Monday, January 6, 2014

Influence Style Workplace Implications: Gender Differences

This post continues a series of articles about influence style and the Influence Style Indicator (ISI) assessment developed by Discovery Learning, Inc. and Innovative Pathways.

Influence Style differences suggest interesting implications for the workplace, both locally and globally. Below we explore some of those differences focusing on gender. In later posts, we will cover nationality, age, and personality preferences.

Gender Differences in Influence Style

Most people might guess that there are gender differences in how people attempt to influence and persuade others. Awareness of these differences and the capacity to modify one’s influence preference might create a significant advantage in the workplace. Our data on nearly 2000 females and 2500 males confirms differences that are significant but not surprising. Men show a significantly preference for using the advocating or pushing styles of Rationalizing and Asserting. Women show a significant preference for using the uniting or pulling styles of Inspiring and Bridging. Women also show a significant preference for using the more neutral style of Negotiating. Differences in these preferences create the opportunity for miscommunication and misunderstanding. As an example, when the boss has an Asserting influence preference and the direct report has a Bridging preference there is a strong likelihood that the boss will interpret the Bridging communication style of the direct report as soft and lacking in opinion or substance.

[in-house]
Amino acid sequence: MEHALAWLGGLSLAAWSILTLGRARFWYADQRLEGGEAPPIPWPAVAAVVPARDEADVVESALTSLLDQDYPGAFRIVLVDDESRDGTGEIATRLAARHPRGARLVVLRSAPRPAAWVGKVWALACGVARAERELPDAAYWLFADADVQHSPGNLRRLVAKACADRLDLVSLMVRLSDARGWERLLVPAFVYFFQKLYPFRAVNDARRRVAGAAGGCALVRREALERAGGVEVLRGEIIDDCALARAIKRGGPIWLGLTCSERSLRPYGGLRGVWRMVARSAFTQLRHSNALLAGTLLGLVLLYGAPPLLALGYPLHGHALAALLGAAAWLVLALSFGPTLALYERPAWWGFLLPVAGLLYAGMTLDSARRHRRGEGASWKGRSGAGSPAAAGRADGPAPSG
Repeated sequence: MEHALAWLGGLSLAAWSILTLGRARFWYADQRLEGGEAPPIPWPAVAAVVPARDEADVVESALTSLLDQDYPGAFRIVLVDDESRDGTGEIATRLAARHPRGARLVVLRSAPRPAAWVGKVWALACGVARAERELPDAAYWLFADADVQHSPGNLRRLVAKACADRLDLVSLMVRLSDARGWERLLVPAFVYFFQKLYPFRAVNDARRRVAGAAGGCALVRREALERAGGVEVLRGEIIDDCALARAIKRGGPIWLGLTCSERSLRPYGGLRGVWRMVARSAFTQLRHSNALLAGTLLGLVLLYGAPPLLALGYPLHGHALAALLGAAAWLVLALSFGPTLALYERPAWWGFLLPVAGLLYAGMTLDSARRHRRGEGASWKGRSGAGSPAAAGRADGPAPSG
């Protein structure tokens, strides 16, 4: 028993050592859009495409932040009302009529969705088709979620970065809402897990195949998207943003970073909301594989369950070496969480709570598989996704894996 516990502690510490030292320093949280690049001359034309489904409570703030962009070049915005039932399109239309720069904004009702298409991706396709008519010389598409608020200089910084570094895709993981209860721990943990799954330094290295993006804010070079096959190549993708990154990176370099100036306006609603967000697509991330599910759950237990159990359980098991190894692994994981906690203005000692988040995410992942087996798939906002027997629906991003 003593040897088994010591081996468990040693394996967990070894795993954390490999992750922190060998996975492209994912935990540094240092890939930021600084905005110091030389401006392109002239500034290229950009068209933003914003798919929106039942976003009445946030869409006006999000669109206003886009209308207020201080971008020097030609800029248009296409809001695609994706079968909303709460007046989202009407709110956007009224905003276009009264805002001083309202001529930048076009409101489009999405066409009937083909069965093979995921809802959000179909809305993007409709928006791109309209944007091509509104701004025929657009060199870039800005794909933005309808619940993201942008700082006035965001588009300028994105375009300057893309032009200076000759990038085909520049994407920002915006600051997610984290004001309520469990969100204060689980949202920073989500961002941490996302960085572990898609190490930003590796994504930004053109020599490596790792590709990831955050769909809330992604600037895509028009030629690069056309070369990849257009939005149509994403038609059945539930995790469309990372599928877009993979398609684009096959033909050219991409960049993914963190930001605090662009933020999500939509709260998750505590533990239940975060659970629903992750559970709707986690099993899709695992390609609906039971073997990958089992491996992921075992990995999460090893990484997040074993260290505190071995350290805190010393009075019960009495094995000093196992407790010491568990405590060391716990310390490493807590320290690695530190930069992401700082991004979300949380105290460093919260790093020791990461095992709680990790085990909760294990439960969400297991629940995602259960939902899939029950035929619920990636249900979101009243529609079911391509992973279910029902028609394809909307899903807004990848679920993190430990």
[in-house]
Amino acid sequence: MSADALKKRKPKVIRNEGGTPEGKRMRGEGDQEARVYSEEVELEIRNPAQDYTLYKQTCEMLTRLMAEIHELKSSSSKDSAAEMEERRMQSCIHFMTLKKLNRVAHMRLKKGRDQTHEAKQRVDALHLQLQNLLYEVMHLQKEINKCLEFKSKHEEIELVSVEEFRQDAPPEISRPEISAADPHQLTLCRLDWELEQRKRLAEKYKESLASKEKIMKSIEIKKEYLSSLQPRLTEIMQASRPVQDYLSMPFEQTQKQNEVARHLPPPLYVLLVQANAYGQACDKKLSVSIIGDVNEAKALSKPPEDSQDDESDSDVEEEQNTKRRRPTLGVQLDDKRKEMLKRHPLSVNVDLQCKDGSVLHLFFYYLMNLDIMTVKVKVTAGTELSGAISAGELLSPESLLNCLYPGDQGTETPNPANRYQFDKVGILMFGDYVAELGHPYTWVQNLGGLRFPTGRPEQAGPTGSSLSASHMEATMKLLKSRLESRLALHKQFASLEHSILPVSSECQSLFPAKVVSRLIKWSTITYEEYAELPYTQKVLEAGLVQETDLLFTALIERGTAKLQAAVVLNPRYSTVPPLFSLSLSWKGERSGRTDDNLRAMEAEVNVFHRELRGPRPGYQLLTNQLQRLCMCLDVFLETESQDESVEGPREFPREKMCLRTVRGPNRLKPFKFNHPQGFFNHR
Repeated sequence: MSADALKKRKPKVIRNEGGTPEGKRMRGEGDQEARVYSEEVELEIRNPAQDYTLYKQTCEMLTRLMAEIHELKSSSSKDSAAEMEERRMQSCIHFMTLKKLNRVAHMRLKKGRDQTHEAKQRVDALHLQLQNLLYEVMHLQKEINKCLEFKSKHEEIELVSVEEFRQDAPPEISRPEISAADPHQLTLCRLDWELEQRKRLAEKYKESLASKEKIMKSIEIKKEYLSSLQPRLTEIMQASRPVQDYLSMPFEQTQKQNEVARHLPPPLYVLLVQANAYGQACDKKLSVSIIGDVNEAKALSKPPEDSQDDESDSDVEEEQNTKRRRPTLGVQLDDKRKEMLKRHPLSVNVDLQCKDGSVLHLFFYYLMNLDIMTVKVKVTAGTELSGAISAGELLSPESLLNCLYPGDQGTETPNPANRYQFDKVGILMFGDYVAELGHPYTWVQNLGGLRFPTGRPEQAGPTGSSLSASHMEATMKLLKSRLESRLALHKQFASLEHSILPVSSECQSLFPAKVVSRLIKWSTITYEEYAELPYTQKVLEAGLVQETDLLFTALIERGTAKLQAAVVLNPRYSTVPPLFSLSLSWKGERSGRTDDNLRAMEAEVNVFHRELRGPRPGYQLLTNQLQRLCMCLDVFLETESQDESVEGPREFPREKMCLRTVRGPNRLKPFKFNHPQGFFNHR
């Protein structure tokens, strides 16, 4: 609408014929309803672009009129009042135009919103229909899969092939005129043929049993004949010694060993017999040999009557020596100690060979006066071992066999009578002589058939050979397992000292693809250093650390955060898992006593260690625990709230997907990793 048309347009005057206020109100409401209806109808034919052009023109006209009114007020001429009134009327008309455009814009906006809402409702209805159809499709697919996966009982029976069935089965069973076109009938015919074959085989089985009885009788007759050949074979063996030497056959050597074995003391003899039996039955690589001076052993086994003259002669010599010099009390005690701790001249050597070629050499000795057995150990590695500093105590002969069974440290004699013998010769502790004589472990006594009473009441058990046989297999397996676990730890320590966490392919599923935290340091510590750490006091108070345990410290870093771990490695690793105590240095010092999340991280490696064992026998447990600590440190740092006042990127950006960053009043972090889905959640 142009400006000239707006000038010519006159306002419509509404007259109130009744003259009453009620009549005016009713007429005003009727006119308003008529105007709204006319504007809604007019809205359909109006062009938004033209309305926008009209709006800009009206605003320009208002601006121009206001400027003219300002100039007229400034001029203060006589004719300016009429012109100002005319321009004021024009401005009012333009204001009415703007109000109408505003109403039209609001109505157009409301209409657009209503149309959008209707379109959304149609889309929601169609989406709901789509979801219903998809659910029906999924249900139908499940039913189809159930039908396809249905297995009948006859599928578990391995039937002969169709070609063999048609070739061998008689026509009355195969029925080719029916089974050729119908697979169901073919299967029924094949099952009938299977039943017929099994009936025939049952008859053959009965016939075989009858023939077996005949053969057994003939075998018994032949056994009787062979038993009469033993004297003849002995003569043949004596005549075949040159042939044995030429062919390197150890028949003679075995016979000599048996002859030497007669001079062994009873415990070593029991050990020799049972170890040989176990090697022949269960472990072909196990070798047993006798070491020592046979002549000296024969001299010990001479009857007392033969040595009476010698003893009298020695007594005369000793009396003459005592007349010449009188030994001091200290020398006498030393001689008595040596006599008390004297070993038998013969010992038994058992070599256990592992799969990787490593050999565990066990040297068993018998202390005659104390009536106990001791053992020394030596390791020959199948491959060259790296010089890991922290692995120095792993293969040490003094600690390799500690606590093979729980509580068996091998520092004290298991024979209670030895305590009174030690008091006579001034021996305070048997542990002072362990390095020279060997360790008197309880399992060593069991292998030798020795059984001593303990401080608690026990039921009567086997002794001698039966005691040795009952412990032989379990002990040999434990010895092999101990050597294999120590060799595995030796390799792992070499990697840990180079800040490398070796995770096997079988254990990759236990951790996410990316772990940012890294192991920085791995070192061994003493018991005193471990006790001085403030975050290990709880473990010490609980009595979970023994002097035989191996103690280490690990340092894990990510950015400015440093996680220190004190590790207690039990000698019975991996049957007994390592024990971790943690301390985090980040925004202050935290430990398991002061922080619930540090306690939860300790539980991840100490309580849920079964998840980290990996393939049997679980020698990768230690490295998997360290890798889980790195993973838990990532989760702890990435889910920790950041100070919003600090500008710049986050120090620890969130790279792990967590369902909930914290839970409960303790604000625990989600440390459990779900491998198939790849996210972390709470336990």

Advocating
Orientation

Uniting
Orientation

Asserting
Rationalizing
Negotiating
Inspiring
Bridging
Females
6.02
8.82
6.00
7.71
11.46
Males
6.36
10.09
5.46
7.05
11.03

Significantly Higher

No Significant Difference

Significantly Lower


Contact us at Discovery Learning, Inc. for more information about the Influence Style Indicator assessment and how it might benefit your group or team.

See Also:
"Getting Your Way: Personal Style and Influence"
"The Influence Style Spectrum: Five Preferences"


References

2011 Musselwhite, W. C., Penny, J. & Plouffe, T.  Influence Style Indicator Research & Development Report.  Discovery Learning Press,  Greensboro, NC.

2011 Musselwhite, W.C. & Plouffe, T.  Influence Style Indicator Style Guide.  Discovery Learning Press, Greensboro, NC.
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This post was adapted from a white paper by Chris Musselwhite, EdD, president and CEO of Discovery Learning, Inc.